A bipartisan bill introduced on Tuesday by Reps. Paul Tonko, D-N.Y., and Stephanie Bice, R-Okla., would authorize additional research and development into clean hydrogen and fuel cell technologies at the Department of Energy.
The bill, the Department of Energy Clean Hydrogen and Fuel Cell Research, Development and Demonstration Act of 2022, would establish a “national Hydrogen Innovation Center to focus on fundamental research and development activities.”
It authorizes DOE programs that would work toward goals like improving stationary fuel cells to more than 80,000 hours of durability and improve the “use of hydrogen and hydrogen blends in the production of iron, steel, cement, fertilizer, chemicals, and energy-dense fuels,” said a press release.
A similar bill, called the Clean Hydrogen Energy Act, was introduced in the last session of Congress but did not receive a vote.
A fact sheet from Tonko’s office states, “Clean hydrogen is an important climate solution for several difficult-to-decarbonize sectors, such as chemical & metals production, long-haul shipping, and heavy-duty transportation.”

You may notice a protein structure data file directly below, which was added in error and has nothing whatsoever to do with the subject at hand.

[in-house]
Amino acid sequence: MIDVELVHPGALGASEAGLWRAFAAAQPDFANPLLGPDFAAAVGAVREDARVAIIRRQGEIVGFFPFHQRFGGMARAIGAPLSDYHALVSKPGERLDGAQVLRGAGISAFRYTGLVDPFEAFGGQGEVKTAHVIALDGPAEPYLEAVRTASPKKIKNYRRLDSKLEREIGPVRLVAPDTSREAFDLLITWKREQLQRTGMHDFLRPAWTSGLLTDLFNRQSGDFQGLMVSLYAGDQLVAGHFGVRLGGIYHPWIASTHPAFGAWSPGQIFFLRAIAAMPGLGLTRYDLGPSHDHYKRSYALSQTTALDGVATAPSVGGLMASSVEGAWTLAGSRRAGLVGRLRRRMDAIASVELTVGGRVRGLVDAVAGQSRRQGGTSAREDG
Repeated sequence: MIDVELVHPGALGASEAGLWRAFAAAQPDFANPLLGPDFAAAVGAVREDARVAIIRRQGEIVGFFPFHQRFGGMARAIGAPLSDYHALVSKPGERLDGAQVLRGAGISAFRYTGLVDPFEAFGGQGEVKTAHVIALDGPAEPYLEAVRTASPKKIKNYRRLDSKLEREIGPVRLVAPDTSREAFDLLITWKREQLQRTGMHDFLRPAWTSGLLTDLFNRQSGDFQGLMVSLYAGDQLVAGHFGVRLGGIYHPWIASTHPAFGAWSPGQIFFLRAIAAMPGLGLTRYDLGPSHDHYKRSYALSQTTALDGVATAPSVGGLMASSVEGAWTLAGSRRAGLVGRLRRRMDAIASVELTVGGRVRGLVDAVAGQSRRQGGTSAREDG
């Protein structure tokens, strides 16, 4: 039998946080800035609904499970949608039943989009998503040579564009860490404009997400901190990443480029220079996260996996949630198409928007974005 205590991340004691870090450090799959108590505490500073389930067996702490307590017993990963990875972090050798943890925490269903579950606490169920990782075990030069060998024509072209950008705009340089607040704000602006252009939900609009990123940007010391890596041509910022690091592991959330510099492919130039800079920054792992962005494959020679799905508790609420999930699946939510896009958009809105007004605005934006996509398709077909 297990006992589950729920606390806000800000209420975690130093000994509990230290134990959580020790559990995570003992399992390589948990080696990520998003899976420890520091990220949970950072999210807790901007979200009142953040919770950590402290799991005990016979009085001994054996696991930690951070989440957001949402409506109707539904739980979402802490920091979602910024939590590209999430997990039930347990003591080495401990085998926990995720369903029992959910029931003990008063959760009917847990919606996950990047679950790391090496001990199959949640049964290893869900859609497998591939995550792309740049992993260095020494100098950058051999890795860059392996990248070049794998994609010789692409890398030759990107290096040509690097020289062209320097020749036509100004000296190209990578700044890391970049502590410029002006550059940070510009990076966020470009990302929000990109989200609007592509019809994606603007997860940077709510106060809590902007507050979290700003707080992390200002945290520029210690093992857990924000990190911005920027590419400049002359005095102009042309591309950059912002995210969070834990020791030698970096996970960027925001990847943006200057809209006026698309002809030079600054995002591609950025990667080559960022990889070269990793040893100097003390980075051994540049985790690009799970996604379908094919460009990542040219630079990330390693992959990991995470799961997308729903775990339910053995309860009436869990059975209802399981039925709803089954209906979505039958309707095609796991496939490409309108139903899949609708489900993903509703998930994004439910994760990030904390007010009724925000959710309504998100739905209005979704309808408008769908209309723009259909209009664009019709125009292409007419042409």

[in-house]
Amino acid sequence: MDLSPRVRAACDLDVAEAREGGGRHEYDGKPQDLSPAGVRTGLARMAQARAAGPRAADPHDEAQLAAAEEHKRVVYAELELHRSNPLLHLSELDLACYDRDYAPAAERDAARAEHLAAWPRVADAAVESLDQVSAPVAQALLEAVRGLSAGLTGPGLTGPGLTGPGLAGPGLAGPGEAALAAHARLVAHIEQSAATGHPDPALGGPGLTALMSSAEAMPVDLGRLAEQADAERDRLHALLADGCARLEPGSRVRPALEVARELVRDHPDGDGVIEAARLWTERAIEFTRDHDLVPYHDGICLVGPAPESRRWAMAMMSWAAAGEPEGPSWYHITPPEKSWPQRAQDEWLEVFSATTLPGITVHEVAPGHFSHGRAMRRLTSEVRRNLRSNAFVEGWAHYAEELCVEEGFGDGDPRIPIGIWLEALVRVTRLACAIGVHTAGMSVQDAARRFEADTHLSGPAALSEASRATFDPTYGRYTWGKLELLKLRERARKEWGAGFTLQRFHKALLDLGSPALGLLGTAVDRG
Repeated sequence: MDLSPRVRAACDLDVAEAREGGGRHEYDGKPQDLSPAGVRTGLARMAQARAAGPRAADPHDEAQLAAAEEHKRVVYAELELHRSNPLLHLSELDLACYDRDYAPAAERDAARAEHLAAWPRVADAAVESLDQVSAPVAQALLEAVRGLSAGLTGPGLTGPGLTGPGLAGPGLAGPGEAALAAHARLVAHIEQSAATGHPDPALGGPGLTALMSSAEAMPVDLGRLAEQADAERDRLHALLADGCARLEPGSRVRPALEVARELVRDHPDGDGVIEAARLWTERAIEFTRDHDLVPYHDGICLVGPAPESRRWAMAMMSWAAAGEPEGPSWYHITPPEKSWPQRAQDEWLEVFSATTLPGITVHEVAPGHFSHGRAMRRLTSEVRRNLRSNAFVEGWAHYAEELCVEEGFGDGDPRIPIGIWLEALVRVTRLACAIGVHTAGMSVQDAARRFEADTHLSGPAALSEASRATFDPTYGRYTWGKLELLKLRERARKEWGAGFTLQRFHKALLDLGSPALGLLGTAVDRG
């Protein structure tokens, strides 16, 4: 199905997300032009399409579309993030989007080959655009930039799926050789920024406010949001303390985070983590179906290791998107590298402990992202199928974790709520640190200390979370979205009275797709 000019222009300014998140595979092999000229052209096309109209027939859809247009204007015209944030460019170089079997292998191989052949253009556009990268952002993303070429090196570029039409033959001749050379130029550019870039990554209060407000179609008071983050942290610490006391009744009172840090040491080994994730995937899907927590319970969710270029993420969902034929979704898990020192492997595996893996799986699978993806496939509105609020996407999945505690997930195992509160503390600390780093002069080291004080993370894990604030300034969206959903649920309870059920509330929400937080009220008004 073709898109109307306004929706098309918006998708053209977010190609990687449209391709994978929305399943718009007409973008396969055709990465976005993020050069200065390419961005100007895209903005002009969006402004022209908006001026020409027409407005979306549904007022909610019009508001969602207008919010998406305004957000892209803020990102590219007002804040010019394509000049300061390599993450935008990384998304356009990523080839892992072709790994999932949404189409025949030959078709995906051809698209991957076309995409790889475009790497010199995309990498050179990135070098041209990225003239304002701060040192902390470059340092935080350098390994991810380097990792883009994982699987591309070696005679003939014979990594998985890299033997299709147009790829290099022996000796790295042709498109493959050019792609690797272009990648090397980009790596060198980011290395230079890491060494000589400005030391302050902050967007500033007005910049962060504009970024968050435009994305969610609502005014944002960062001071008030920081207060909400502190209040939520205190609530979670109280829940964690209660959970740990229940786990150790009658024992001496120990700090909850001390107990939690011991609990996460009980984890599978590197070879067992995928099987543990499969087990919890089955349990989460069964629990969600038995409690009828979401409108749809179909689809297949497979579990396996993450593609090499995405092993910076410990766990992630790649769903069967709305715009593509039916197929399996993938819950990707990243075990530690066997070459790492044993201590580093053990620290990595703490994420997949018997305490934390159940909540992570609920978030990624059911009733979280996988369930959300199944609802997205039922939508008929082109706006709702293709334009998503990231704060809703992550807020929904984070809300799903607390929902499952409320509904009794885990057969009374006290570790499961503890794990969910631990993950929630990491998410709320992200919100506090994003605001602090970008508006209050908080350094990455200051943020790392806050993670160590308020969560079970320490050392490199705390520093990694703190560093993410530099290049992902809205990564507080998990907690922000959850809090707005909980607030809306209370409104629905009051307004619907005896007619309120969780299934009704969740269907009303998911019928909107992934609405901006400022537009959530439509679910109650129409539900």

The introduction of this bill comes as the Biden administration is working across a number of clean energy sectors to facilitate the U.S. being able to reach the administration’s goal of a zero-carbon electricity grid by 2035 and a net-zero emissions economy by 2050.
“Hydrogen could supply up to 14% of global energy demand by 2050, requiring a 530% increase over current production levels and fueling 3.4 million US jobs,” the fact sheet says.
Tonko’s office states that “boosting R&D to reduce costs and improve durability” for both fuel cells and hydrogen will help them become “commercially viable” technologies.
“Fuel cells are the most energy-efficient devices for extracting power from fuels; they are not only pollution-free but can have more than two times the efficiency of traditional combustion technologies,” the fact sheet says.
Bice said in a Tuesday release that the bill would help support her state’s clean energy industry. “Oklahoma is striving to become a leader in hydrogen production, transportation, and storage,” she said.